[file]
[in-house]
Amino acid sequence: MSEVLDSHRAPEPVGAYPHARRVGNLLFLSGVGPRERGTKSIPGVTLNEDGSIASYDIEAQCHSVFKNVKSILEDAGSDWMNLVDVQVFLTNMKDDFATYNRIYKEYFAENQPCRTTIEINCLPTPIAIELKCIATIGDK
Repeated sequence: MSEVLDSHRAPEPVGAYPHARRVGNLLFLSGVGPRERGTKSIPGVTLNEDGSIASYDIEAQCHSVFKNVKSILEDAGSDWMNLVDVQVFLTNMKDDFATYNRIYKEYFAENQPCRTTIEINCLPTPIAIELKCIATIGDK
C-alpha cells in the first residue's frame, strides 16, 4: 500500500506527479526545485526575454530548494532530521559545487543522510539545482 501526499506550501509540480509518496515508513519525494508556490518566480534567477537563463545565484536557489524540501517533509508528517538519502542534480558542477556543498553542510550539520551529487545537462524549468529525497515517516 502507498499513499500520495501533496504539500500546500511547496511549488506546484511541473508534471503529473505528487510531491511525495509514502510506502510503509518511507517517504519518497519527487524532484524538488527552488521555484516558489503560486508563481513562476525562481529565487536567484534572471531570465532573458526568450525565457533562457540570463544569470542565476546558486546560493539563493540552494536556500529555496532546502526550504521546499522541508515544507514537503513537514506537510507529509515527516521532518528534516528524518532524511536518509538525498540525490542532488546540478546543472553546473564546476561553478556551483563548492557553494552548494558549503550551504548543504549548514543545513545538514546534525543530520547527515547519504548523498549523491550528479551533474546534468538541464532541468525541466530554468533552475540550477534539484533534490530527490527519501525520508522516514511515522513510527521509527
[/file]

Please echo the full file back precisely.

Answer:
[in-house]
Amino acid sequence: MSEVLDSHRAPEPVGAYPHARRVGNLLFLSGVGPRERGTKSIPGVTLNEDGSIASYDIEAQCHSVFKNVKSILEDAGSDWMNLVDVQVFLTNMKDDFATYNRIYKEYFAENQPCRTTIEINCLPTPIAIELKCIATIGDK
Repeated sequence: MSEVLDSHRAPEPVGAYPHARRVGNLLFLSGVGPRERGTKSIPGVTLNEDGSIASYDIEAQCHSVFKNVKSILEDAGSDWMNLVDVQVFLTNMKDDFATYNRIYKEYFAENQPCRTTIEINCLPTPIAIELKCIATIGDK
C-alpha cells in the first residue's frame, strides 16, 4: 500500500506527479526545485526575454530548494532530521559545487543522510539545482 501526499506550501509540480509518496515508513519525494508556490518566480534567477537563463545565484536557489524540501517533509508528517538519502542534480558542477556543498553542510550539520551529487545537462524549468529525497515517516 502507498499513499500520495501533496504539500500546500511547496511549488506546484511541473508534471503529473505528487510531491511525495509514502510506502510503509518511507517517504519518497519527487524532484524538488527552488521555484516558489503560486508563481513562476525562481529565487536567484534572471531570465532573458526568450525565457533562457540570463544569470542565476546558486546560493539563493540552494536556500529555496532546502526550504521546499522541508515544507514537503513537514506537510507529509515527516521532518528534516528524518532524511536518509538525498540525490542532488546540478546543472553546473564546476561553478556551483563548492557553494552548494558549503550551504548543504549548514543545513545538514546534525543530520547527515547519504548523498549523491550528479551533474546534468538541464532541468525541466530554468533552475540550477534539484533534490530527490527519501525520508522516514511515522513510527521509527